The changing of the Guard at the great Paramount studio signals another sea change.  As Theatrical is dead right now, perhaps it’s a near permanent shift.  Why?

Audience Behavior to some degree, weary of the high cost of theatrical films, their script manipulations into an agenda as well as the technical perfection of the films.  Notice on some films that there is 20+ Previz artists which means that the VFX requires all technical aspects worked out to perfection ahead of time. I understand on high-end pop commercial lunch box movies that the VFX planning is not just essential but critical.

But the movies about actual human beings and not just aliens, superheroes and dark dystopian dirtbags seeking redemption?  The detractor notes that they would then be on a trajectory to make mediocre films.  But in a marketplace completely saturated with film, TV and media, then the cost is dictated by the available and probable eyeballs.  Hence, while the American cost model keeps going up, up and up, the actual distribution payments and profits keep going down, down and down.  Some snippets.

When Jim Gianopulos held his farewell Zoom call with Paramount senior staff Sept. 13, the entire group had as their backgrounds an image of The Godfather — Marlon Brando with Robert Duvall whispering in his ear. This silent, multilayered tribute to movies (and allusion to betrayal?) added intensity to an already emotional call. Choked up, Gianopulos ended the meeting early.

Duvall was the consigliere and never betrayed The Don.  Watch the movie, writer.

On Sept. 14, ViacomCBS CFO Naveen Chopra did nod to the challenges with theatrical at a virtual investor conference, saying: “I think Brian understands that in order to successfully navigate that change, you have to figure how to leverage the traditional parts of the business, including theatrical distribution as well as newer parts of the business, like streaming and changes in consumer behavior.”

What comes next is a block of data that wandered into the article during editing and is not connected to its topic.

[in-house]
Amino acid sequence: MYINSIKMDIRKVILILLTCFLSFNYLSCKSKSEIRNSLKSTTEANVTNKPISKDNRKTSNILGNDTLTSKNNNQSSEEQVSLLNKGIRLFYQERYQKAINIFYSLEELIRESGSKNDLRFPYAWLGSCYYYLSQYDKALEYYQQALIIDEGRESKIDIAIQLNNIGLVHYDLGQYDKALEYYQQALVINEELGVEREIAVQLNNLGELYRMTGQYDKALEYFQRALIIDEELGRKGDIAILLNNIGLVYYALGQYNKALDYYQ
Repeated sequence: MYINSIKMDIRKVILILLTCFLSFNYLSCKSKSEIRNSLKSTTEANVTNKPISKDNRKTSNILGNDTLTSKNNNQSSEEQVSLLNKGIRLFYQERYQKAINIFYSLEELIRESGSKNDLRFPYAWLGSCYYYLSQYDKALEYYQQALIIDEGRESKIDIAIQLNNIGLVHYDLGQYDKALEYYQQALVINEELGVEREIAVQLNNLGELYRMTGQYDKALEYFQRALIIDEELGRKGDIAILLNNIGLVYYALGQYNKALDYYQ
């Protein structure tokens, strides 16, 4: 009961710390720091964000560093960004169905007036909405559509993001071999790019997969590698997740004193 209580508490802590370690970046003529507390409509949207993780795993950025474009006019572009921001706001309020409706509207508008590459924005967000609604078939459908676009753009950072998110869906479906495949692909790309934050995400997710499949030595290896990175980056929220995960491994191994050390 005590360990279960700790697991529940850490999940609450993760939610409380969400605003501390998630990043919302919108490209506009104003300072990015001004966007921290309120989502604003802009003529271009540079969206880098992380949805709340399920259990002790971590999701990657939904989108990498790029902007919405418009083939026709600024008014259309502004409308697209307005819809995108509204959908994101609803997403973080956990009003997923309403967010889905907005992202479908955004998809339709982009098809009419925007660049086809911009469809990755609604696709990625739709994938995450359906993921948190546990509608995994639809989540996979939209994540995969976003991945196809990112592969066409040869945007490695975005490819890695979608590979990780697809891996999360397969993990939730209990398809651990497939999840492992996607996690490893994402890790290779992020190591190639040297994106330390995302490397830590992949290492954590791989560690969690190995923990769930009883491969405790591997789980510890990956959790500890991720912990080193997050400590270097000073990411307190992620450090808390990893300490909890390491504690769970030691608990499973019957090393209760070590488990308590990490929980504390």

Make that strongly shifting human consumer behavior.

Ironic, isn’t it? ViacomCBS named its service for the legendary movie studio but has now made it just a part of Robbins’ broad portfolio, which includes everything aimed at kids and young adults: Nickelodeon, Nick at Nite, Nick Jr., TeenNick, Nicktoons, Nickelodeon Studios and Awesomeness. (Robbins has not taken Gianopulos’ chairman title; he is president and CEO of the film studio.)

Surprise – not!  They will become the TV channel for digital babysitting in many ways.

Can Robbins solve this dilemma? A ViacomCBS source says he can. “Unlike [WarnerMedia CEO] Jason Kilar or some of the other executives who are attempting to bridge this gap between where the industry is and where it’s going, he does obviously bring to bear a long history as actor, director, showrunner, producer,” this person says. But an executive at another studio says, intentionally or not, the choice of Robbins sends a Kilarish signal.

Kilarish signal.  He’s the one who stomped on the gas over at WarnerMedia.  I keep pointing out my question of ten years ago.  With all the so-called ‘smart people’ running studios, blah, blah, why didn’t one of them see the nascent Netflix and say to a junior technocrat staffer:  “See those guys over there?  Chase them.  Here’s $100Million to knock them down.”  But nobody did.